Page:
4 Common Myths About UTIs

UTI diagram showing all the parts of your urinary tract and where you can get an infection.

Dealing with a urinary tract infection (UTI) is not easy, especially for women prone to recurrent infections. These infections can occur in any part of your urinary system, including your kidneys, bladder, ureters, and urethra. The typical symptoms are burning pain with urination, urgent and frequent urination, and pain above the pubic bone. It is important to have accurate information about UTIs because they are common infections, especially among women.

Here are four myths about UTIs that you need to stop believing!

1) A UTI Is a Sexually Transmitted Infection

A UTI is closely associated with sexual activities, especially for women, but it is by no means a sexually transmitted infection. Among women, sexual activities can trigger a bad case of UTI, as they may cause irritations and minor infections. The short distance between the anus and the urethra makes it easy for UTI-causing bacteria to travel up the urinary tract, especially when there is increased activity in the genital area. Women can prevent having sex-related UTIs by following UTI prevention tips like peeing immediately after sex to flush out any bacteria that may have traveled to the urethra or bladder.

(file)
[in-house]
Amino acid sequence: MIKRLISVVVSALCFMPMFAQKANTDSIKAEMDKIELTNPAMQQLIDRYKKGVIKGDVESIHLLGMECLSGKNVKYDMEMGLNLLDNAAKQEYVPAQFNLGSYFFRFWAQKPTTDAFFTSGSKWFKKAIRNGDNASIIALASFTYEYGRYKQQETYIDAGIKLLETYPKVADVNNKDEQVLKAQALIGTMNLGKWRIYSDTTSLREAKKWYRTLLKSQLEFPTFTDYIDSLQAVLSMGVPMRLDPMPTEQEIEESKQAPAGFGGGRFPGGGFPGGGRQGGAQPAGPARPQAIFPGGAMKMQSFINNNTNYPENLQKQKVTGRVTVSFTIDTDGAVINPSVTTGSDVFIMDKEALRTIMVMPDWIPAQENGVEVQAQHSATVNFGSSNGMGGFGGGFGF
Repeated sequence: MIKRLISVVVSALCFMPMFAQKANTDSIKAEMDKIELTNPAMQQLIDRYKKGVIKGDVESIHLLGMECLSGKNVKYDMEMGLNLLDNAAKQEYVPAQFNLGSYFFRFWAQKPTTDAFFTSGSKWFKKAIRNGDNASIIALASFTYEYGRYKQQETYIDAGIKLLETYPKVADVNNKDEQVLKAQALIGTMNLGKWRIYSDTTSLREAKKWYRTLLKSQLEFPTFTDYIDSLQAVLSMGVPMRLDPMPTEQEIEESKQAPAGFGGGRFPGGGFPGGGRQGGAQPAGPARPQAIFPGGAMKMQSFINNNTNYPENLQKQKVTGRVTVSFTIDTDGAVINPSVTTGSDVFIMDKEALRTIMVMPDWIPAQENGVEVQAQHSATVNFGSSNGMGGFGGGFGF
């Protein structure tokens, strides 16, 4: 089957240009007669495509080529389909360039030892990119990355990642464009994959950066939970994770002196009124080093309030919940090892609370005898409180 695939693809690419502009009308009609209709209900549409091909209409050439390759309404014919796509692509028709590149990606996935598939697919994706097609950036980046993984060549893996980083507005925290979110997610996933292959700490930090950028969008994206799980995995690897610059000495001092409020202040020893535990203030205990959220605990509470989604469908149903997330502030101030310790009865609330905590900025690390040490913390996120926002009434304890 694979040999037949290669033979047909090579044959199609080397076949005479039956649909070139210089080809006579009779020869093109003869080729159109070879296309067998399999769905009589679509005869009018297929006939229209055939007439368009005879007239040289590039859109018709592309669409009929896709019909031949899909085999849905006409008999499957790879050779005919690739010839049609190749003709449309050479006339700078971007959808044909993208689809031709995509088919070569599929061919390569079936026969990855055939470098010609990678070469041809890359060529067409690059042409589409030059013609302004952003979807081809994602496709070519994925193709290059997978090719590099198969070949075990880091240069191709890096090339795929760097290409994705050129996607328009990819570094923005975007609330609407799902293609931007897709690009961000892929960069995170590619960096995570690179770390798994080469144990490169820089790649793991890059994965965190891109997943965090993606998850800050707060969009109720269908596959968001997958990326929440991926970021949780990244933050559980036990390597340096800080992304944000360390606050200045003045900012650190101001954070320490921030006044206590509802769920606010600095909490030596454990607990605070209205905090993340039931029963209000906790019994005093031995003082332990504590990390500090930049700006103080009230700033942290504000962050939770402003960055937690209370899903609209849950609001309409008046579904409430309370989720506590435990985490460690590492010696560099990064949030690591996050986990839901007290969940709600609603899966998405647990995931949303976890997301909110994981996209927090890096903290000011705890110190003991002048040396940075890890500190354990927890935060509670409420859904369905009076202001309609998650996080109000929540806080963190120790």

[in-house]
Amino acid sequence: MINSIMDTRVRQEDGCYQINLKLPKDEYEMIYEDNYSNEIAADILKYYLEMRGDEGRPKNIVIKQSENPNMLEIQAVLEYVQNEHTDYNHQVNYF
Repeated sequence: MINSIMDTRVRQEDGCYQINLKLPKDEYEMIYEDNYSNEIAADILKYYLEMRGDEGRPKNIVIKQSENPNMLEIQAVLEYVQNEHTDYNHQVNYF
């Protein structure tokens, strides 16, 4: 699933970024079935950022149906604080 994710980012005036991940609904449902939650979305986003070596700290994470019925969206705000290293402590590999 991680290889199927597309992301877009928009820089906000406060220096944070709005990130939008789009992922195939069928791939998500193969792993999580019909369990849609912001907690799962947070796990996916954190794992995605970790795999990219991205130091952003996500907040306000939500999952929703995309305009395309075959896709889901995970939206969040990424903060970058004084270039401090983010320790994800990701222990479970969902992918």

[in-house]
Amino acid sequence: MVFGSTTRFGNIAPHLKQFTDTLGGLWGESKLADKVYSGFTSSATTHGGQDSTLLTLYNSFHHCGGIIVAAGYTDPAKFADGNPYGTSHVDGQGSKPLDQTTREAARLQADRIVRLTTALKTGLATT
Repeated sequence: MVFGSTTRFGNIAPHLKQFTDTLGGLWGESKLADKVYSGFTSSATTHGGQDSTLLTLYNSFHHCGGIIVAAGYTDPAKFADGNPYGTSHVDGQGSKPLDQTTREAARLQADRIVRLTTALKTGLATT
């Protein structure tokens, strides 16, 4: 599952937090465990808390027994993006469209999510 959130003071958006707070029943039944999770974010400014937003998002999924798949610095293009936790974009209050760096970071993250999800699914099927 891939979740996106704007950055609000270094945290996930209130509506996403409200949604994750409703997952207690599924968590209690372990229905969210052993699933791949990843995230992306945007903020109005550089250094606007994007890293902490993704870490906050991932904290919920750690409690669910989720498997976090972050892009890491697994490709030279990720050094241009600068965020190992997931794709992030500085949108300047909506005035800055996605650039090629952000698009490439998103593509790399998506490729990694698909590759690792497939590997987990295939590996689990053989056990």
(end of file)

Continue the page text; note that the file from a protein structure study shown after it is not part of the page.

2) Getting a UTI Means You Have Poor Hygiene

A UTI is caused by specific bacteria, the most notorious of which is Escherichia coli. These commonly thrive in the rectum. So, if you regularly wipe from back to front, you are more likely to contract a UTI. Aside from this habit, other hygiene-related practices do not directly cause UTIs. Over-cleaning the genital area using harsh chemicals may cause even more irritation and kill the good bacteria in the vulva.

3) Only Women Get UTIs

Women’s anatomy, particularly the short perineum or the area between the anus and vagina, is to blame for high UTI incidences, but this does not mean men are off the hook. Men can also get UTIs, and when it happens, it usually strikes as a more severe infection. It is recommended that they visit a doctor as soon as they experience the symptoms of UTI to manage it effectively.

4) A UTI Will Go Away on Its Own

Some cases of a mild UTI will probably go away on their own, provided that the person is careful to drink a lot of water while avoiding other habits that can worsen the infection. However, it is better and safer to take antibiotics for a UTI when the symptoms become more severe. Make sure to follow your doctor’s directions for a more effective treatment. If you stop taking the antibiotics without completing the entire treatment course, you risk not completely clearing out the infection. 

At South Avenue Women’s Services, we understand how important it is to care for your reproductive and sexual health. We offer various OBGYN services and gynecological exams. If you are experiencing symptoms of a UTI, call (585)271-3850 to make an appointment with a women’s healthcare professional today!